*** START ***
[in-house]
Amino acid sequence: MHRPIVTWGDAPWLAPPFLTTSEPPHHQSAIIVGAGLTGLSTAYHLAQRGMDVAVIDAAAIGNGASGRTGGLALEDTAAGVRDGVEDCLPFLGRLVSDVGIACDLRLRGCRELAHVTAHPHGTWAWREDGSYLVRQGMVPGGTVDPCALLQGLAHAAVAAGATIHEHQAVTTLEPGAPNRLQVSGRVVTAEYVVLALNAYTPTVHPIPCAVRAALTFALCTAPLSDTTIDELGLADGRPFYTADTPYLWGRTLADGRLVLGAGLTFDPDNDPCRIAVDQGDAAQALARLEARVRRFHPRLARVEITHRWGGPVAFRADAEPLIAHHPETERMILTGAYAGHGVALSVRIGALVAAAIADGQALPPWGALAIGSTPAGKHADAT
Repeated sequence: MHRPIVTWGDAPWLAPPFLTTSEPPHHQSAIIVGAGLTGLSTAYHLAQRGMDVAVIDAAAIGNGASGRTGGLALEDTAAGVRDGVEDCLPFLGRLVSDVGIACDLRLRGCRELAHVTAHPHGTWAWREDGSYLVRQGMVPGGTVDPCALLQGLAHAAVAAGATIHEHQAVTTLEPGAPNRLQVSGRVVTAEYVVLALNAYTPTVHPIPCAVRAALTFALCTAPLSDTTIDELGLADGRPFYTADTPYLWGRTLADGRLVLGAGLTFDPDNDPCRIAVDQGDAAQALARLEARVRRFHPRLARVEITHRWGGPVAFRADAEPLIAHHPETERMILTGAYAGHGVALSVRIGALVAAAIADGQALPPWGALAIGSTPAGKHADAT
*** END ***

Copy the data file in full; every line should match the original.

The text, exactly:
[in-house]
Amino acid sequence: MHRPIVTWGDAPWLAPPFLTTSEPPHHQSAIIVGAGLTGLSTAYHLAQRGMDVAVIDAAAIGNGASGRTGGLALEDTAAGVRDGVEDCLPFLGRLVSDVGIACDLRLRGCRELAHVTAHPHGTWAWREDGSYLVRQGMVPGGTVDPCALLQGLAHAAVAAGATIHEHQAVTTLEPGAPNRLQVSGRVVTAEYVVLALNAYTPTVHPIPCAVRAALTFALCTAPLSDTTIDELGLADGRPFYTADTPYLWGRTLADGRLVLGAGLTFDPDNDPCRIAVDQGDAAQALARLEARVRRFHPRLARVEITHRWGGPVAFRADAEPLIAHHPETERMILTGAYAGHGVALSVRIGALVAAAIADGQALPPWGALAIGSTPAGKHADAT
Repeated sequence: MHRPIVTWGDAPWLAPPFLTTSEPPHHQSAIIVGAGLTGLSTAYHLAQRGMDVAVIDAAAIGNGASGRTGGLALEDTAAGVRDGVEDCLPFLGRLVSDVGIACDLRLRGCRELAHVTAHPHGTWAWREDGSYLVRQGMVPGGTVDPCALLQGLAHAAVAAGATIHEHQAVTTLEPGAPNRLQVSGRVVTAEYVVLALNAYTPTVHPIPCAVRAALTFALCTAPLSDTTIDELGLADGRPFYTADTPYLWGRTLADGRLVLGAGLTFDPDNDPCRIAVDQGDAAQALARLEARVRRFHPRLARVEITHRWGGPVAFRADAEPLIAHHPETERMILTGAYAGHGVALSVRIGALVAAAIADGQALPPWGALAIGSTPAGKHADAT